12 Foods That Heal Broken Bones

Updated: Jun. 11, 2021

Get back in action sooner after a fracture: Eat a diet rich in these foods to make sure your bones knit strong, fast, and firm.

French Cheese Platter with Spanish Dulce de Membrillo as top view on a wooden board


Foods like fortified milk, cheese, or yogurt are some of the best sources of calcium and vitamin D, two critical nutrients for bone strength and growth. If you have a fracture, loading up on the dairy high in these nutrients will help support the healing process, says Marisa Moore, RDN, a nutritionist in Atlanta, GA.


Soy milk

Dairy milk gets all the love when it comes to calcium, a critical nutrient for repairing fractures and maintaining strong bones, but if you’re lactose intolerant or just need a change, fortified soy milk is an equally good calcium-rich option. “It delivers a third of the recommended allowance for healthy adult women,” says Moore. Make a healthy dessert by mixing soy milk with chia seeds, a bit of honey, and fresh fruit (or jam, chocolate, or peanut butter). Or, pour it over your morning cereal or oatmeal. Check out these scientist-approved ways to slash your osteoporosis risk.

Tuna steak on rustic wooden background with fresh herbs, top view, close up. Seafood concept


Calcium only works if you’re getting it with vitamin D, and fatty fish like tuna happens to be a good source. “Calcium is the obvious nutrient here, but without vitamin D, achieving good bone health will be a challenge,” says Moore. D helps control calcium levels in the blood and plays a key role in bone growth and structure, she explains.

Toasted Pumpkin Seed on black background
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Pumpkin seeds

This Halloween, clean, dry, and roast the pumpkin seeds from your jack-o’-lantern: They’re a good source of magnesium, a mineral that helps the body absorb calcium; it contributes to the strength and firmness of bones, two important factors when you’re trying to heal a fracture, says Kristi Veltkamp, a dietician with Spectrum Health’s STR!VE. You can toss roasted pumpkin seeds on a salad or munch them alone as a crunchy snack. Watch out for these secret signs your bones could be in trouble.

Green and red peppers

Bell peppers

Sweet bell peppers—especially the red ones—are brimming with vitamin C, a nutrient that’s critical for forming collagen, and that’s important when rebuilding bone, says Moore.  Believe it or not, ½ cup of bell peppers actually has more vitamin C than an orange. Cut the peppers into strips and dip them in hummus, or try adding them to a stir-fry or omelet. Try these other collagen-boosting foods.

fresh raw green kale packed in plastic box ready to sell isolated over white background
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It’s fitting that kale is loaded with vitamin K. “This vitamin is required for calcium-binding activity in bone formation,” says Moore. Translation: it helps your body use calcium in a way that helps it reknit bone. Chow down on a kale salad, sauté the leaves as a hearty side dish, or crisp them in the oven for a bone-friendly snack.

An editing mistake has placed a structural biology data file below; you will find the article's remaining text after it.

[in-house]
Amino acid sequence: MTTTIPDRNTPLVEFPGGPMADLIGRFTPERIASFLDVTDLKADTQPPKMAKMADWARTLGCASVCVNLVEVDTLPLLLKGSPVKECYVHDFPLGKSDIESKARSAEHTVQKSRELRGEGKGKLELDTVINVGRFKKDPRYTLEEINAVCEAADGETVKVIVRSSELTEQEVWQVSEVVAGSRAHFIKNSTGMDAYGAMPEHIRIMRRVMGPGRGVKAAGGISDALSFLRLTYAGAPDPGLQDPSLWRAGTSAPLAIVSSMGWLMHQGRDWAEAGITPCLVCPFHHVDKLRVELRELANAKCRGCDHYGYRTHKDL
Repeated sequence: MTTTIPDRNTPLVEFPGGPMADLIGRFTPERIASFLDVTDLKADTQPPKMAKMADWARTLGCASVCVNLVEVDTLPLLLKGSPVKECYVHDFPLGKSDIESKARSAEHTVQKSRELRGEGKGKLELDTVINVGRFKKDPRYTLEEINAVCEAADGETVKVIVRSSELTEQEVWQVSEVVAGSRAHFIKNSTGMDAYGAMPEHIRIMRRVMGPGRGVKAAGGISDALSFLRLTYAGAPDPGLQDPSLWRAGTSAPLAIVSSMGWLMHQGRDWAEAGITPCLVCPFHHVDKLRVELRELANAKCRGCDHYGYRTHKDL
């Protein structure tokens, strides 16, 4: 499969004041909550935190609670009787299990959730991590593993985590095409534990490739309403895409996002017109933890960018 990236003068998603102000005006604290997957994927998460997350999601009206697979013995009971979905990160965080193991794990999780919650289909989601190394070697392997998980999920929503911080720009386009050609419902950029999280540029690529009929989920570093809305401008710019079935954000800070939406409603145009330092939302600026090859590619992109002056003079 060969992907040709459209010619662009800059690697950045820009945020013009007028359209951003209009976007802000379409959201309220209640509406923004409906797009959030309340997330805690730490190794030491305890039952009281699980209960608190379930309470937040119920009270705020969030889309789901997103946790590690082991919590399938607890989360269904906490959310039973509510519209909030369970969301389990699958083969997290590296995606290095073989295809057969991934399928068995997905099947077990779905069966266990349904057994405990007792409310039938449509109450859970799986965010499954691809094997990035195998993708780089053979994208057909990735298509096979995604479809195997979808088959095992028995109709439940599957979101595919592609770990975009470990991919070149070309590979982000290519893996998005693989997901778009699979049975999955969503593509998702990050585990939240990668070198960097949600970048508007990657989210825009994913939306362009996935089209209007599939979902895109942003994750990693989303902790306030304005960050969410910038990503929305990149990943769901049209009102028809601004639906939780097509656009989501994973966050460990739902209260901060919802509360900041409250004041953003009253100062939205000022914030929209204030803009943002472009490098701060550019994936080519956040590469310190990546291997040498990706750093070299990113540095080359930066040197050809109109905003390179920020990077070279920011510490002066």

Tin can of sprats, sardines. Top view


Sardines are a rich source of bone-fortifying calcium. “Teens need 1300 mg, adult women need 1200 mg, and adult men need 1000 mg of calcium a day,” says Veltkamp. If you don’t like them in sandwiches, try frying them up or cooking them into a tomato sauce. Watch out for these sneaky signs you might have osteoporosis.

top view of organic eggs in a protective container


Unless you’re drinking fortified milk or dairy, getting vitamin D from your diet is tricky. However, whole eggs have small amounts, says Moore. They also contain a bit of calcium and magnesium; plus, you get plenty of protein, iron, and B vitamins—key for overall health. If you’re looking for new ways to eat eggs, here are 55.


Black beans

If you’re looking to strengthen your bones, find a reason to eat black beans. They’re another good source of magnesium, the mineral that’s crucial to faster skeleton healing. You can put them in a taco salad, a burrito, or feature them in a big pot of chili.

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This juicy sweet fruit is filled with vitamin K. In fact, ¾ cup provides 25 percent of your daily value, says Moore. Eat them plain, freeze them for an icy treat, or use as a salad, yogurt, or oatmeal topping. Here are other summer superfoods you should be eating.

Salmon roasted in an oven with a butter, parsley and garlic. Cooked fish on a baking sheet on the wooden background, top view.


Fatty fish like salmon are high in vitamin D and omega-3 fatty acids—these also play a role in collagen formation. Fill out your plate with other bone-building foods like dark leafy greens or broccoli and cauliflower medley. Check out these other omega-3 rich foods could add years to your life.

Stephen Orsillo/Shutterstock


This herb is good for more than a garnish—it’s actually an excellent source of vitamin K, says Moore. Make a parsley pesto for an easy and tasty way to consume a lot of it; put the pesto over bone-building veggies or fish from the list above for an extra boost. Next, keep your skeleton strong with these easy habits that boost bone density.